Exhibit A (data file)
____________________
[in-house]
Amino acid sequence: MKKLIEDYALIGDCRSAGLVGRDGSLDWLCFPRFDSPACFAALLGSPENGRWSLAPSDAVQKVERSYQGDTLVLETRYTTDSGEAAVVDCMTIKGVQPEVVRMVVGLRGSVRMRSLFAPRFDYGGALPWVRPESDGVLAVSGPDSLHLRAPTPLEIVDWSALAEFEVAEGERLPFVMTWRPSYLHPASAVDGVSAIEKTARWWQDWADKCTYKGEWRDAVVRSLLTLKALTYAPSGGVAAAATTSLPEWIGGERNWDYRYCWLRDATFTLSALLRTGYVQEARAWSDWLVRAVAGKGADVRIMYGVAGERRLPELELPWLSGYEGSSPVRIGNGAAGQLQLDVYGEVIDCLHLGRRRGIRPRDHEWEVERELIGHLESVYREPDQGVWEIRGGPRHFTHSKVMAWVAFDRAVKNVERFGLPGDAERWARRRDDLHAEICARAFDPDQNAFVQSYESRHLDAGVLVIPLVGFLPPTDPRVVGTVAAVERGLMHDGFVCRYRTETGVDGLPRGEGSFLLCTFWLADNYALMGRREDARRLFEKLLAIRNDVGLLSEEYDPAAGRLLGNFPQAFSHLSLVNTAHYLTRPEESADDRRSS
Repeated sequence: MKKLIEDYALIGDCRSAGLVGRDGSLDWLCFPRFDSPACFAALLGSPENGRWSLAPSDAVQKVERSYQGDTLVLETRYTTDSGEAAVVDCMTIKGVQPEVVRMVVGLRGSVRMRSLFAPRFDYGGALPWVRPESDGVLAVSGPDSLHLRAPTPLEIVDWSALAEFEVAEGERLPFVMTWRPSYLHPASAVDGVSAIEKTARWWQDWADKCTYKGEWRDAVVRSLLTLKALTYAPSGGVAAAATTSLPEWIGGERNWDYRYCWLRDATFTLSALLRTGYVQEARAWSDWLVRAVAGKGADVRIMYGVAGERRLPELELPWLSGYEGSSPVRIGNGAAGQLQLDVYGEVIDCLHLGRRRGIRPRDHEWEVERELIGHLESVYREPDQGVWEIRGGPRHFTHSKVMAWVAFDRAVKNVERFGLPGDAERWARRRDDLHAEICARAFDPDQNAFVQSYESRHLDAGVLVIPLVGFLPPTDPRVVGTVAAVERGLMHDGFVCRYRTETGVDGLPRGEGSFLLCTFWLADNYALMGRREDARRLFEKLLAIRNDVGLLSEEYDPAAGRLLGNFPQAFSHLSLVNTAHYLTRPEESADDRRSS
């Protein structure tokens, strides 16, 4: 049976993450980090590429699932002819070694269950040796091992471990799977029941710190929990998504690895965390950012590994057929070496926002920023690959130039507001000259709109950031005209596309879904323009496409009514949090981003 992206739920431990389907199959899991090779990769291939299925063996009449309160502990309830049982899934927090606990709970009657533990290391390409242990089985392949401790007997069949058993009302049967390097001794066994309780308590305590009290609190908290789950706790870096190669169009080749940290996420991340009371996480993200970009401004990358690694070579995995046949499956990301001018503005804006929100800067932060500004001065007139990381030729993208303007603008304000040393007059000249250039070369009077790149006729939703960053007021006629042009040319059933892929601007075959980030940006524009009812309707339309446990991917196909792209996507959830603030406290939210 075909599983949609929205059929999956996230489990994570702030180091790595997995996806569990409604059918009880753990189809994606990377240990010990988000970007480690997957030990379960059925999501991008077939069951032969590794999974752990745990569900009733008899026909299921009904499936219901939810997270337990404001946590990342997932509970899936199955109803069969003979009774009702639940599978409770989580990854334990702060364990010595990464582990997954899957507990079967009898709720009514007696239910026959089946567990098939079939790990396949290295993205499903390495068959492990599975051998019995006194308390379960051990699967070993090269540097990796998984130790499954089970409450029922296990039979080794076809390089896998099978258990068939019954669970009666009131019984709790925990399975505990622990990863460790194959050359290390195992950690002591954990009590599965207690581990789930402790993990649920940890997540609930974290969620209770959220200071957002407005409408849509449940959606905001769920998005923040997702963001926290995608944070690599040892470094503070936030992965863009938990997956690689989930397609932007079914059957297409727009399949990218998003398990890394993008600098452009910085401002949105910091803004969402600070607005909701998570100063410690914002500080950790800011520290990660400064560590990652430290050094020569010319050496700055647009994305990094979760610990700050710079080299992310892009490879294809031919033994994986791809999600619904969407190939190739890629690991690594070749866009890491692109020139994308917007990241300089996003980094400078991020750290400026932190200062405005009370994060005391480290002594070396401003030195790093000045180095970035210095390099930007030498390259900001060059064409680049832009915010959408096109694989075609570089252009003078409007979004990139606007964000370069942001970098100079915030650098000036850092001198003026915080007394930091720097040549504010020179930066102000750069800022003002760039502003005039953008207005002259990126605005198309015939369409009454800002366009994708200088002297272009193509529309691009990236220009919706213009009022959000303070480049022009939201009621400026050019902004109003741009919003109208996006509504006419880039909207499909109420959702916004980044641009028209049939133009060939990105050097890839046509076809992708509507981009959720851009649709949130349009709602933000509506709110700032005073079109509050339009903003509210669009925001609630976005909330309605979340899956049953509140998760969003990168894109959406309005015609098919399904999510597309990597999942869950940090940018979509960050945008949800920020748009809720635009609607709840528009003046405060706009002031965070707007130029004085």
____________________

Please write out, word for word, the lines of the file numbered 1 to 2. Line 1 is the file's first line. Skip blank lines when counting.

[in-house]
Amino acid sequence: MKKLIEDYALIGDCRSAGLVGRDGSLDWLCFPRFDSPACFAALLGSPENGRWSLAPSDAVQKVERSYQGDTLVLETRYTTDSGEAAVVDCMTIKGVQPEVVRMVVGLRGSVRMRSLFAPRFDYGGALPWVRPESDGVLAVSGPDSLHLRAPTPLEIVDWSALAEFEVAEGERLPFVMTWRPSYLHPASAVDGVSAIEKTARWWQDWADKCTYKGEWRDAVVRSLLTLKALTYAPSGGVAAAATTSLPEWIGGERNWDYRYCWLRDATFTLSALLRTGYVQEARAWSDWLVRAVAGKGADVRIMYGVAGERRLPELELPWLSGYEGSSPVRIGNGAAGQLQLDVYGEVIDCLHLGRRRGIRPRDHEWEVERELIGHLESVYREPDQGVWEIRGGPRHFTHSKVMAWVAFDRAVKNVERFGLPGDAERWARRRDDLHAEICARAFDPDQNAFVQSYESRHLDAGVLVIPLVGFLPPTDPRVVGTVAAVERGLMHDGFVCRYRTETGVDGLPRGEGSFLLCTFWLADNYALMGRREDARRLFEKLLAIRNDVGLLSEEYDPAAGRLLGNFPQAFSHLSLVNTAHYLTRPEESADDRRSS